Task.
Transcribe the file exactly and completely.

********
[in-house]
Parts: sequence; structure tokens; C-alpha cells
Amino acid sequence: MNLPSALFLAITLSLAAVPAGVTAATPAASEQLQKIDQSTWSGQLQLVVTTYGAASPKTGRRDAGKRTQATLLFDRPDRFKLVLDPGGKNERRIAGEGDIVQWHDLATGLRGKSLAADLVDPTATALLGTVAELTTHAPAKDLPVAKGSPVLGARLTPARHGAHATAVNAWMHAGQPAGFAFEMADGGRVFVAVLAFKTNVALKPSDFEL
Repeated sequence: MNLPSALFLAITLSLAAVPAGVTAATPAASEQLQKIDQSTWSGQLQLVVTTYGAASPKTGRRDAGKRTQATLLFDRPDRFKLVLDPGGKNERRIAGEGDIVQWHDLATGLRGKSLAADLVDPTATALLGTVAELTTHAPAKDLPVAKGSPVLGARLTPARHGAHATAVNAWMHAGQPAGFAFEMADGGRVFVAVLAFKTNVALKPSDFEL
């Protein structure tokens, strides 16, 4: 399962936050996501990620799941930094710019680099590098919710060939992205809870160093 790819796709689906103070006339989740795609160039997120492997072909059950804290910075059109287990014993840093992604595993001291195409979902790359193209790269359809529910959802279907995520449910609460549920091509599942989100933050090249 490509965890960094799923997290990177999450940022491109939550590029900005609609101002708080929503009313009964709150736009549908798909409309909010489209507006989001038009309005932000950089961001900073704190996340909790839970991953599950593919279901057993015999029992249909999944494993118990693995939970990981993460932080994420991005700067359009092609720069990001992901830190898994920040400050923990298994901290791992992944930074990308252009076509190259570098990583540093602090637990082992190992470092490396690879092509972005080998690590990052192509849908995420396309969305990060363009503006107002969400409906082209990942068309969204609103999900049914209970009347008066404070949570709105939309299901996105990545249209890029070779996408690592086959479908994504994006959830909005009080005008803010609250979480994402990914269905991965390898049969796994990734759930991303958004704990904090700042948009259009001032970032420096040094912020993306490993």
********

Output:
[in-house]
Parts: sequence; structure tokens; C-alpha cells
Amino acid sequence: MNLPSALFLAITLSLAAVPAGVTAATPAASEQLQKIDQSTWSGQLQLVVTTYGAASPKTGRRDAGKRTQATLLFDRPDRFKLVLDPGGKNERRIAGEGDIVQWHDLATGLRGKSLAADLVDPTATALLGTVAELTTHAPAKDLPVAKGSPVLGARLTPARHGAHATAVNAWMHAGQPAGFAFEMADGGRVFVAVLAFKTNVALKPSDFEL
Repeated sequence: MNLPSALFLAITLSLAAVPAGVTAATPAASEQLQKIDQSTWSGQLQLVVTTYGAASPKTGRRDAGKRTQATLLFDRPDRFKLVLDPGGKNERRIAGEGDIVQWHDLATGLRGKSLAADLVDPTATALLGTVAELTTHAPAKDLPVAKGSPVLGARLTPARHGAHATAVNAWMHAGQPAGFAFEMADGGRVFVAVLAFKTNVALKPSDFEL
């Protein structure tokens, strides 16, 4: 399962936050996501990620799941930094710019680099590098919710060939992205809870160093 790819796709689906103070006339989740795609160039997120492997072909059950804290910075059109287990014993840093992604595993001291195409979902790359193209790269359809529910959802279907995520449910609460549920091509599942989100933050090249 490509965890960094799923997290990177999450940022491109939550590029900005609609101002708080929503009313009964709150736009549908798909409309909010489209507006989001038009309005932000950089961001900073704190996340909790839970991953599950593919279901057993015999029992249909999944494993118990693995939970990981993460932080994420991005700067359009092609720069990001992901830190898994920040400050923990298994901290791992992944930074990308252009076509190259570098990583540093602090637990082992190992470092490396690879092509972005080998690590990052192509849908995420396309969305990060363009503006107002969400409906082209990942068309969204609103999900049914209970009347008066404070949570709105939309299901996105990545249209890029070779996408690592086959479908994504994006959830909005009080005008803010609250979480994402990914269905991965390898049969796994990734759930991303958004704990904090700042948009259009001032970032420096040094912020993306490993």